Sex or Starvation:

In Lodwar, northern Kenya, Mary sits alone with her head in her hands. At 24, she is the sole breadwinner for an extended family. While she lives in the city, her younger siblings remain in the arid Turkana grasslands to the north. Their hunger has driven her to Lodwar, where she works in nightclubs, selling herself for sex for as little as 50 Kenyan shillings—roughly 50 cents.

In Turkana County, severe drought has left an estimated 2.6 million people on the brink of famine. Food prices have quadrupled, and UNICEF reports half of Turkana children are acutely malnourished. Now, many teenage girls face a desperate choice: sex work or starvation.

In a single night last winter, Lodwar caseworkers found 320 girls between the ages of 12 and 17 involved in transactional sex. Although vulnerable to abuse, diseases, and physical violence, none of the girls have yet returned home.

I travelled to Turkana in December 2017, to report on the plight of these girls and explore the connection between climate change and sexual violence. Working with the International Rescue Committee (IRC) I spent several days with the girls, building trust and learning about their lives as survival sex workers. I visited their homes in the city and the clinic where they find support, and also observed them working on the streets at night.

The setting and tone of this body of work is already clear to me. The completed photo essay will illuminate the lives of these girls, leading the viewer through the bars and streets of Lodwar, and into the homesteads where they care for their own babies. I will also travel to the girls' home villages, to photograph the environmental impact of localized climate change on this once-nomadic population. Concerns regarding the girls' privacy and safety will be consciously addressed, for example through considering shadow, shutter speed and natural objects to obscure identities. Production will take place over three to four weeks this summer, and funding will be used for travel expenses including air fare and lodging.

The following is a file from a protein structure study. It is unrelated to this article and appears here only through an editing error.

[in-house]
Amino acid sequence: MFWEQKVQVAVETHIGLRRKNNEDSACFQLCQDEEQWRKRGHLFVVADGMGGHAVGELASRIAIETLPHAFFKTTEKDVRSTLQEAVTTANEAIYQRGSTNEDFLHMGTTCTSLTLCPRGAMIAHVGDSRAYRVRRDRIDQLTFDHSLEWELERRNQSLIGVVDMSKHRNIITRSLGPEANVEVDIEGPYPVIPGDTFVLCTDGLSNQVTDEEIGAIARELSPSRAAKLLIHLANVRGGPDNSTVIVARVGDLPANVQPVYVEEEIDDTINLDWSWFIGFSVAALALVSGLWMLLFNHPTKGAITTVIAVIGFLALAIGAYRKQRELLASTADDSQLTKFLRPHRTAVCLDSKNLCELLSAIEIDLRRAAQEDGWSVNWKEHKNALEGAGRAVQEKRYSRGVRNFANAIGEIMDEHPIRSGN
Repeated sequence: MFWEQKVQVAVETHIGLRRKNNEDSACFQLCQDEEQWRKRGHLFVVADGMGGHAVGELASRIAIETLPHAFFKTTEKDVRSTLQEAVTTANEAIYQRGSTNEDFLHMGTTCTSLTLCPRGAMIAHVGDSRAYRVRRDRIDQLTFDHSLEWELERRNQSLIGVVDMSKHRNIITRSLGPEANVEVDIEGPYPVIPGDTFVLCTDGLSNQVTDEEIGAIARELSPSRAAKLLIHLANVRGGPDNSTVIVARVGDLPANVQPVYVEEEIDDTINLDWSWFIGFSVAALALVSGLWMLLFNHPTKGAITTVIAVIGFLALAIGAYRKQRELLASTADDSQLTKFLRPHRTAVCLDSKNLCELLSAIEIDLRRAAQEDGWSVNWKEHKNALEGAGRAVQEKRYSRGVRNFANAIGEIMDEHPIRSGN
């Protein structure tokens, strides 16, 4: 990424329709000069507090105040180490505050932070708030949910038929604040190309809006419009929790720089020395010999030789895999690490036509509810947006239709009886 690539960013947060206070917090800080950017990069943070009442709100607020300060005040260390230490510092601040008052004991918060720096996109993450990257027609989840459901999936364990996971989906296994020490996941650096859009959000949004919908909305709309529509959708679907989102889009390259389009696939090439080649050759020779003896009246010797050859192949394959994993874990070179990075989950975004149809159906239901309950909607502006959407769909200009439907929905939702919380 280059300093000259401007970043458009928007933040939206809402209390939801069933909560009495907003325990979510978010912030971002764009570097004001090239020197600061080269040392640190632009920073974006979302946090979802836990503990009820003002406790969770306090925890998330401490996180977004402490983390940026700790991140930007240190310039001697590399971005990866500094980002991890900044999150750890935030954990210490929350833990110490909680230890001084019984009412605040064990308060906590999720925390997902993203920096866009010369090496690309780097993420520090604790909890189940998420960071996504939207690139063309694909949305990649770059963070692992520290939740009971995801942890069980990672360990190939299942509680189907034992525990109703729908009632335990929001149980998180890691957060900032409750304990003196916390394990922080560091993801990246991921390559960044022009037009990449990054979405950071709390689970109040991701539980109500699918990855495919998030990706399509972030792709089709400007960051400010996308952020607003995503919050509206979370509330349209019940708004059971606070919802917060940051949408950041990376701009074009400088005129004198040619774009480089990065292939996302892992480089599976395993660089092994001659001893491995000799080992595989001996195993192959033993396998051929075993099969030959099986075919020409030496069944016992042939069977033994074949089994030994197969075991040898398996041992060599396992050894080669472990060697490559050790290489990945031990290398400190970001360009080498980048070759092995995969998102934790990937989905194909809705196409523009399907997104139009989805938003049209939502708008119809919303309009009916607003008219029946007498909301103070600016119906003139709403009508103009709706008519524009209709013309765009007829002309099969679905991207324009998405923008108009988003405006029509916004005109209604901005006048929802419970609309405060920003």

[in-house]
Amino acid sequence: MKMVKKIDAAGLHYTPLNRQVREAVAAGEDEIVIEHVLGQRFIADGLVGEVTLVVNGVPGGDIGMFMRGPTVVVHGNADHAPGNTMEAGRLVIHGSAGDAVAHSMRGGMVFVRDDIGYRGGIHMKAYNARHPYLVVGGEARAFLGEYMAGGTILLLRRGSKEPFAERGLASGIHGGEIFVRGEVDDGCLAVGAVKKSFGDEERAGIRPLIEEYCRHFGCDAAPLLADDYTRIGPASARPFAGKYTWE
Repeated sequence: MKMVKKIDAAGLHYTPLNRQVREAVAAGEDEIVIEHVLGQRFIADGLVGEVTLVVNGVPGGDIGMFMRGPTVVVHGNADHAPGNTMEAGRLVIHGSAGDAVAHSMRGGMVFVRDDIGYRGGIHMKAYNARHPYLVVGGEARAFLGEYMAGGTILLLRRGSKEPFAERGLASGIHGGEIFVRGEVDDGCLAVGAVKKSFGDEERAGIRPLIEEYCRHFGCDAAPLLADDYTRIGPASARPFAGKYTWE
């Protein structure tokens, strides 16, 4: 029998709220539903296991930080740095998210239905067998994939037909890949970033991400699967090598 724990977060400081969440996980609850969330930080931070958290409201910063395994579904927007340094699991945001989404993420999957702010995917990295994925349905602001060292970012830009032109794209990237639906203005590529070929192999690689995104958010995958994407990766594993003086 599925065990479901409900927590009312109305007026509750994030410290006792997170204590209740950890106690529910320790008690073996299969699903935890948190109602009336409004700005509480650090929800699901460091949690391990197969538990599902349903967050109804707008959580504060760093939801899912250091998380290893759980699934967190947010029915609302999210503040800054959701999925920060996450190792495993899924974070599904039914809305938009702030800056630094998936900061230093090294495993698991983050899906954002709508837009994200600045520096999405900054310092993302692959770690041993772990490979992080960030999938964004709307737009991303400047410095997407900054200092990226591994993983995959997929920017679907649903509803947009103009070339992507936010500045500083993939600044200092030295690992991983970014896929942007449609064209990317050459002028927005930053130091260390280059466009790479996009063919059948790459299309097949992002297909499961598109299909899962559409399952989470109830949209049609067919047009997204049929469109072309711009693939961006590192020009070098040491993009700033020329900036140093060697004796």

I have remained in contact with IRC caseworkers in Turkana and Nairobi, who are keen to have me continue my work. I have also connected with non-profits including Human Rights Watch and Save the Children, who are able to assist me on the ground.

I am very familiar with East Africa, having worked on assignment in Tanzania, Malawi and Swaziland over the past seven years, and I speak a modest amount of Swahili. I currently photograph regularly for clients including the San Francisco Chronicle, The Guardian and Pacific Standard Magazine. Last year, my work was included in The Guardian's "Best Photographs of 2017".

With the support of the Dorothea Lange Fellowship, I intend to raise awareness of both the situation in Turkana and the wider phenomenon linking climate change to an increase in gender-based violence. By focusing on these girls I hope to reveal, directly and intimately, an unreported consequence of destroying our earth, and—in the legacy of Dorothea—to humanize those most at risk.

Rosa Furneaux
April 6, 2018